No study has been published with the sole purpose of describing in detail the adverse events of pcv. The prospective studies referenced above report toxicity in a selected study population. The use of pcv chemotherapy has since increased and has been extended to a wider patient population.

On the other hand, patients under chemotherapy often take a considerable amount of medication. One of them is trimethoprim/sulfamethoxazole (tmp/smx), which is given as an anti-Pneumocystis jiroveci pneumonia (pjp) prophylaxis when patients develop cluster of differentiation 4 (cd4) < 200. Trimethoprim/sulfamethoxazole has been related to major non-negligible side effects. Gastrointestinal and cutaneous symptoms are observed in 3% to 10% of the patients under tmp/smx and various hematological disorders such as anemia and thrombocytopenia are also known to be induced by this antibiotic16.

The primary objective of our study was therefore to focus on selected toxicity of the pcv in an unselected population treated in a Canadian academic centre. The secondary objectives were to determine the impact of toxicity on patient survival and to determine whether concomitant medication increases the toxicity experienced by patients.



This study included all patients (n = 57) with lgg who received pcv chemotherapy at the Centre hospitalier de l’Université de Montréal (chum) between 1 January 2005 and 27 July 2016. To be included in our review, patients had to be diagnosed either with oligodendroglioma, oligoastrocytoma, or astrocytoma. Grade 2 and 3 gliomas were considered. Patients needed to have received pcv at some point in the course of their illness. Some received it at diagnosis while others were given the pcv only at progression. Each patient’s paper and electronic records were retrospectively reviewed. This study was approved by our local ethics review committee.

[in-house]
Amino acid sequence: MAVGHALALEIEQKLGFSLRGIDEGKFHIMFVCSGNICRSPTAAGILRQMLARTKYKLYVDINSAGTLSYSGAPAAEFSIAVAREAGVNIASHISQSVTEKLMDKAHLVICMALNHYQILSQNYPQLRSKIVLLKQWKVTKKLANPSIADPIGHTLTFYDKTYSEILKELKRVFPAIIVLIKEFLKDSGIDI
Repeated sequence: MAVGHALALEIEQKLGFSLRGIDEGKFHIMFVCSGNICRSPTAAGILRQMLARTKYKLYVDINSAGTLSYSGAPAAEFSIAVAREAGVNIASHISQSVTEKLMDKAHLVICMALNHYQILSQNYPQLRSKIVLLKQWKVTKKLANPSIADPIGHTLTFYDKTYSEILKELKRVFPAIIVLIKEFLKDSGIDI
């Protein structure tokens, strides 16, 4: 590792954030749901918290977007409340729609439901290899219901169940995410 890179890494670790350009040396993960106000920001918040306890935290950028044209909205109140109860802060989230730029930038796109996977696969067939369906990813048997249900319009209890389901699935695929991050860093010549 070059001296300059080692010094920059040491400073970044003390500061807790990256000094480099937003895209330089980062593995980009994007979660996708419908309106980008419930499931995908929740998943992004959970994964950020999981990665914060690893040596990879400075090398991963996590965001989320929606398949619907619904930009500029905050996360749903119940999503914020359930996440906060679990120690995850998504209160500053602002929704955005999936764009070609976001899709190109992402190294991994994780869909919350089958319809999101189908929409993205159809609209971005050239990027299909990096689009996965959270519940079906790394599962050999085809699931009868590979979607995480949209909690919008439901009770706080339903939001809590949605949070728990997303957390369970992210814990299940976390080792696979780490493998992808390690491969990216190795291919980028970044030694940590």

All anti-pjp prophylaxis (tmp/smx and atovaquone) and anticonvulsants (levetiracetam, phenytoin, and carbamazepine) were documented, including the duration of use.

PCV Cycles

The standard interval between each cycle of pcv (procarbazine 100 mg/m2 orally from day 8 to 22, lomustine 110 mg/m2 on day 1, and vincristine 1.4 mg/m2 [maximum of 2 mg] on days 8 and 29) was determined to be 8 weeks to quantify treatment delays. It was also possible to document the number of cycles received without 1 or more medication of the tritherapy (if either procarbazine, vincristine, and/or lomustine were omitted). Finally, we were able to quantify the number of cycles in which the dosage had to be reduced.


Hematological, hepatic, renal, neurologic, and cutaneous toxicities were reviewed. The events had to have happened during the pcv toxicity period, which we defined as extending from the first day of the chemotherapy to 8 weeks from day 1 of the last cycle. For laboratory toxicity, the presence or absence of an abnormal value was first determined, and the toxicity was then graded based on the Common Terminology Criteria for Adverse Events version 4.017. All patients had complete blood count (cbc) and biochemistry (including alanine aminotransferase [alt], aspartate aminotransferase [ast], phosphatase alkaline, bilirubin, and creatinine) draws before days 1, 8, and 29 of each cycle in order to authorize the administration of each agent.

The presence or absence of bronchospasm, rash, neurotoxicity, nausea, vomiting, and/or constipation was also collected using the clinical note of the doctors, nurses, and pharmacists in the patient’s electronic file (OACIS, Telus Health, Montréal, Canada). The clinical evaluation of the nurse was made with a standardized print questionnaire before administration of vincristine on days 8 and 29.

Statistical Analysis

To determine whether the toxicity occurring during the pcv had an impact on the survival of patients, Kaplan-Meier survival curves were used. Comparisons between the various toxicities and the line of treatment were made using the Chi-squared test with a significant threshold of p value at 0.05. The same analysis was used to compare adverse events patients experienced according to their anti-pjp prophylaxis and anticonvulsant use. All the analyses were conducted using SPSS 24 (IBM, Armonk, NY, U.S.A.).


Socio-Demographic Characteristics

The patients included in this study had a mean age of 42 years (range 18 to 68) and 40.4% (n = 23) of them were female. Neurological symptoms at diagnosis were found in 87.7% (n = 50). In 63.2% (n = 36) of our patients, epilepsy was documented as a symptom present at diagnosis. The majority of the patients had an Eastern Cooperative Oncology Group (ecog) status of 0 or 1 (Table I).